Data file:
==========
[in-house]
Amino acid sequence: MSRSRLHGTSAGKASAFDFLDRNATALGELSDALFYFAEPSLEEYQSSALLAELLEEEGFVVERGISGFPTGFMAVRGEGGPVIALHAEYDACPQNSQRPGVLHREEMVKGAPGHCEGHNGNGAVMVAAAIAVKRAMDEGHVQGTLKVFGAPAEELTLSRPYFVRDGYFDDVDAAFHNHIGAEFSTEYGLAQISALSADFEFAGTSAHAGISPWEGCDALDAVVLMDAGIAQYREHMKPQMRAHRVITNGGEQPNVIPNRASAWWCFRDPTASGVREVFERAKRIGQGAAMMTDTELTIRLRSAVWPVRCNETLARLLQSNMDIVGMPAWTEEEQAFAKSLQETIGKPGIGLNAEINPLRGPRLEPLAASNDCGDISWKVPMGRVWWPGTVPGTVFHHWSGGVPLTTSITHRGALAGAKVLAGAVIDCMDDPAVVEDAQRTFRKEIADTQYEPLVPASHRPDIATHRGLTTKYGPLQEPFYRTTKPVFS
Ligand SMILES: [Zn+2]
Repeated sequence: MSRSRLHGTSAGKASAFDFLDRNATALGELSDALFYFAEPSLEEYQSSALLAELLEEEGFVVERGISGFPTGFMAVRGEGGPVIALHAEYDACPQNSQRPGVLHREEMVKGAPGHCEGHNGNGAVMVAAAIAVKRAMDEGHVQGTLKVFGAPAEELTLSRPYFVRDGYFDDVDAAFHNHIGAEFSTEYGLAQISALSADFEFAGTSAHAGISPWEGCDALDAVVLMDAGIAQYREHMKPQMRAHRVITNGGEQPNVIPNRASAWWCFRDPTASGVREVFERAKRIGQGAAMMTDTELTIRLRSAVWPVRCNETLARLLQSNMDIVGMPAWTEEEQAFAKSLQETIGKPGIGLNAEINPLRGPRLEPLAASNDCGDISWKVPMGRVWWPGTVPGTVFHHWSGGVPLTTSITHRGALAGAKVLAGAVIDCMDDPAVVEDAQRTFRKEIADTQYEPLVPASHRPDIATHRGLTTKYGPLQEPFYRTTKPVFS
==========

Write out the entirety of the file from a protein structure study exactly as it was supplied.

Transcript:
[in-house]
Amino acid sequence: MSRSRLHGTSAGKASAFDFLDRNATALGELSDALFYFAEPSLEEYQSSALLAELLEEEGFVVERGISGFPTGFMAVRGEGGPVIALHAEYDACPQNSQRPGVLHREEMVKGAPGHCEGHNGNGAVMVAAAIAVKRAMDEGHVQGTLKVFGAPAEELTLSRPYFVRDGYFDDVDAAFHNHIGAEFSTEYGLAQISALSADFEFAGTSAHAGISPWEGCDALDAVVLMDAGIAQYREHMKPQMRAHRVITNGGEQPNVIPNRASAWWCFRDPTASGVREVFERAKRIGQGAAMMTDTELTIRLRSAVWPVRCNETLARLLQSNMDIVGMPAWTEEEQAFAKSLQETIGKPGIGLNAEINPLRGPRLEPLAASNDCGDISWKVPMGRVWWPGTVPGTVFHHWSGGVPLTTSITHRGALAGAKVLAGAVIDCMDDPAVVEDAQRTFRKEIADTQYEPLVPASHRPDIATHRGLTTKYGPLQEPFYRTTKPVFS
Ligand SMILES: [Zn+2]
Repeated sequence: MSRSRLHGTSAGKASAFDFLDRNATALGELSDALFYFAEPSLEEYQSSALLAELLEEEGFVVERGISGFPTGFMAVRGEGGPVIALHAEYDACPQNSQRPGVLHREEMVKGAPGHCEGHNGNGAVMVAAAIAVKRAMDEGHVQGTLKVFGAPAEELTLSRPYFVRDGYFDDVDAAFHNHIGAEFSTEYGLAQISALSADFEFAGTSAHAGISPWEGCDALDAVVLMDAGIAQYREHMKPQMRAHRVITNGGEQPNVIPNRASAWWCFRDPTASGVREVFERAKRIGQGAAMMTDTELTIRLRSAVWPVRCNETLARLLQSNMDIVGMPAWTEEEQAFAKSLQETIGKPGIGLNAEINPLRGPRLEPLAASNDCGDISWKVPMGRVWWPGTVPGTVFHHWSGGVPLTTSITHRGALAGAKVLAGAVIDCMDDPAVVEDAQRTFRKEIADTQYEPLVPASHRPDIATHRGLTTKYGPLQEPFYRTTKPVFS